The proportion of low capillary pH (< 7.30) at onset was higher in the immigrant cohort [25.8% vs. 16.4% in the Swedish cohort (P < 0.001)]. HbA1c was also higher [95 mmol/mol (10.8%) vs. 88 mmol/mol (10.2%), respectively (P < 0.001)]. In a logistic regression model with low pH as the dependent variable, we were unable to reveal any significant association to socio-demographic factors, but the odds ratio for HbA1c was 0.983 (95% CI 0.976-0.991) and for plasma glucose was 0.953 (95% CI 0.933-0.973).

    CONCLUSION:

    Children born to immigrant parents have lower capillary pH and higher HbA1c at diabetes onset. Immigrant families harbour lower socio-demographic living conditions, but this fact does not seem to influence the inferior metabolic condition at diabetes onset.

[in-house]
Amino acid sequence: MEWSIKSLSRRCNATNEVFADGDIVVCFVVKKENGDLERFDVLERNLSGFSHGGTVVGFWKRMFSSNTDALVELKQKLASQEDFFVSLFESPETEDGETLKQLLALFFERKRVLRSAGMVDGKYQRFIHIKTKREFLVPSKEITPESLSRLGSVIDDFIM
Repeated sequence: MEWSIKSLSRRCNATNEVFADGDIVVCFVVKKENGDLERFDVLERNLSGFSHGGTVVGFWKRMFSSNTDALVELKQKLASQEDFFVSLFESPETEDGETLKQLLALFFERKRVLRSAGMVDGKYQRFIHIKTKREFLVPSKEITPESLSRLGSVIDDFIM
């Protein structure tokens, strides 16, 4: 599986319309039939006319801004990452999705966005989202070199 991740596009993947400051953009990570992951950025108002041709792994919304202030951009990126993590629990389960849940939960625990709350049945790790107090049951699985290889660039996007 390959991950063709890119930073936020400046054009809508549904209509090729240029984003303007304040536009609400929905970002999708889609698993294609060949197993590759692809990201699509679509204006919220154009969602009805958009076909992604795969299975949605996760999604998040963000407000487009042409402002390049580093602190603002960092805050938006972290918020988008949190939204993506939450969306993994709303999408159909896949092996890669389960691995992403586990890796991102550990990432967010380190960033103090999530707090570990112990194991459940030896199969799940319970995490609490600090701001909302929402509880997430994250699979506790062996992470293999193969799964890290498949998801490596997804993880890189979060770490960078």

• 369.
    Söderström, Ulf
    et al.
    Uppsala University, Disciplinary Domain of Medicine and Pharmacy, Medicinska och farmaceutiska vetenskapsområdet, centrumbildningar mm, Centrum för klinisk forskning i Sörmland (CKFD). School of Health and Medical Sciences, Örebro University, Örebro, Sweden; Department of Pediatrics, Mälarsjukhuset Hospital, Eskilstuna, Sweden.
    Samuelsson, Ulf
    Division of Paediatrics, Department of Molecular and Clinical Medicine, Linkoping University, Linköping, Sweden; Department of Pediatrics, The University Hospital in Linköping, Linköping, Sweden.
    Åman, Jan
    School of Health and Medical Sciences, Örebro University, Örebro, Sweden; Department of Pediatrics, Örebro University Hospital, Örebro, Sweden.